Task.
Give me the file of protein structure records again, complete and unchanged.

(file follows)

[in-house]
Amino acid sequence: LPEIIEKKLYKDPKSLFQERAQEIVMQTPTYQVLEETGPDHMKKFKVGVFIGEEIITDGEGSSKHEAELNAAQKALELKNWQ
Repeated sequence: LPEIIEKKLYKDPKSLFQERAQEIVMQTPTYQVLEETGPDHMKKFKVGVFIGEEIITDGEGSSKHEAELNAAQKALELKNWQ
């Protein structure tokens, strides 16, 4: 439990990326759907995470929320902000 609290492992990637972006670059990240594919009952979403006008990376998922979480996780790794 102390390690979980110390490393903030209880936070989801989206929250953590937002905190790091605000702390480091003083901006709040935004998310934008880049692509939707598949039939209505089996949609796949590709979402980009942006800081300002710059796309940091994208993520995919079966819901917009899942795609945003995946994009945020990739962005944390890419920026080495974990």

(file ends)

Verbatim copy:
[in-house]
Amino acid sequence: LPEIIEKKLYKDPKSLFQERAQEIVMQTPTYQVLEETGPDHMKKFKVGVFIGEEIITDGEGSSKHEAELNAAQKALELKNWQ
Repeated sequence: LPEIIEKKLYKDPKSLFQERAQEIVMQTPTYQVLEETGPDHMKKFKVGVFIGEEIITDGEGSSKHEAELNAAQKALELKNWQ
């Protein structure tokens, strides 16, 4: 439990990326759907995470929320902000 609290492992990637972006670059990240594919009952979403006008990376998922979480996780790794 102390390690979980110390490393903030209880936070989801989206929250953590937002905190790091605000702390480091003083901006709040935004998310934008880049692509939707598949039939209505089996949609796949590709979402980009942006800081300002710059796309940091994208993520995919079966819901917009899942795609945003995946994009945020990739962005944390890419920026080495974990």